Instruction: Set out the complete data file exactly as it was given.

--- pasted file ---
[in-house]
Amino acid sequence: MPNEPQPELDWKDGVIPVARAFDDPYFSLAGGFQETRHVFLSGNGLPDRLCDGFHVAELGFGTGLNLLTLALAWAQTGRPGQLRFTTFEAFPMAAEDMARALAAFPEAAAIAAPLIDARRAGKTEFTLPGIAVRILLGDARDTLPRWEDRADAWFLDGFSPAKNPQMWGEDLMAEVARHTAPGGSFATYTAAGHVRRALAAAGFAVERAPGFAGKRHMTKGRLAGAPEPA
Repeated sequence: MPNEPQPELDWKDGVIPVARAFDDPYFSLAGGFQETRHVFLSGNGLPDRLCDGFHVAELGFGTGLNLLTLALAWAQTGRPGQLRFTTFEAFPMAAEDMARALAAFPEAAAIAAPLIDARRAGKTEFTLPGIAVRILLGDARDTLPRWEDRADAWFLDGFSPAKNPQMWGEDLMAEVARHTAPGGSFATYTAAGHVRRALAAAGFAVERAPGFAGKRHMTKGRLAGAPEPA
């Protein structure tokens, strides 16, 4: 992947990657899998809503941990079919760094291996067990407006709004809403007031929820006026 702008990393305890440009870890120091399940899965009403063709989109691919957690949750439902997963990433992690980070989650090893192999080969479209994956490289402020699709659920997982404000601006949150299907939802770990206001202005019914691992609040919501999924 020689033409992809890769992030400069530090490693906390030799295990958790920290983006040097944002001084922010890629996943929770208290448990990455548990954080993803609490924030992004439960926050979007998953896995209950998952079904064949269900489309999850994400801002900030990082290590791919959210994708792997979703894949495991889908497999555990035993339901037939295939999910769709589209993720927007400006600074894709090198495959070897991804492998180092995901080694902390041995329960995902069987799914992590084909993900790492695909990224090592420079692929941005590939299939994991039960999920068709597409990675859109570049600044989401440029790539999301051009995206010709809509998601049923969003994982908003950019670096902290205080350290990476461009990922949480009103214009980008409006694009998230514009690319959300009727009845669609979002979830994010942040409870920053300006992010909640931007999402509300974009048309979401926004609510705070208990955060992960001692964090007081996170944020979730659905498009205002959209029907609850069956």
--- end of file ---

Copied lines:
[in-house]
Amino acid sequence: MPNEPQPELDWKDGVIPVARAFDDPYFSLAGGFQETRHVFLSGNGLPDRLCDGFHVAELGFGTGLNLLTLALAWAQTGRPGQLRFTTFEAFPMAAEDMARALAAFPEAAAIAAPLIDARRAGKTEFTLPGIAVRILLGDARDTLPRWEDRADAWFLDGFSPAKNPQMWGEDLMAEVARHTAPGGSFATYTAAGHVRRALAAAGFAVERAPGFAGKRHMTKGRLAGAPEPA
Repeated sequence: MPNEPQPELDWKDGVIPVARAFDDPYFSLAGGFQETRHVFLSGNGLPDRLCDGFHVAELGFGTGLNLLTLALAWAQTGRPGQLRFTTFEAFPMAAEDMARALAAFPEAAAIAAPLIDARRAGKTEFTLPGIAVRILLGDARDTLPRWEDRADAWFLDGFSPAKNPQMWGEDLMAEVARHTAPGGSFATYTAAGHVRRALAAAGFAVERAPGFAGKRHMTKGRLAGAPEPA
């Protein structure tokens, strides 16, 4: 992947990657899998809503941990079919760094291996067990407006709004809403007031929820006026 702008990393305890440009870890120091399940899965009403063709989109691919957690949750439902997963990433992690980070989650090893192999080969479209994956490289402020699709659920997982404000601006949150299907939802770990206001202005019914691992609040919501999924 020689033409992809890769992030400069530090490693906390030799295990958790920290983006040097944002001084922010890629996943929770208290448990990455548990954080993803609490924030992004439960926050979007998953896995209950998952079904064949269900489309999850994400801002900030990082290590791919959210994708792997979703894949495991889908497999555990035993339901037939295939999910769709589209993720927007400006600074894709090198495959070897991804492998180092995901080694902390041995329960995902069987799914992590084909993900790492695909990224090592420079692929941005590939299939994991039960999920068709597409990675859109570049600044989401440029790539999301051009995206010709809509998601049923969003994982908003950019670096902290205080350290990476461009990922949480009103214009980008409006694009998230514009690319959300009727009845669609979002979830994010942040409870920053300006992010909640931007999402509300974009048309979401926004609510705070208990955060992960001692964090007081996170944020979730659905498009205002959209029907609850069956």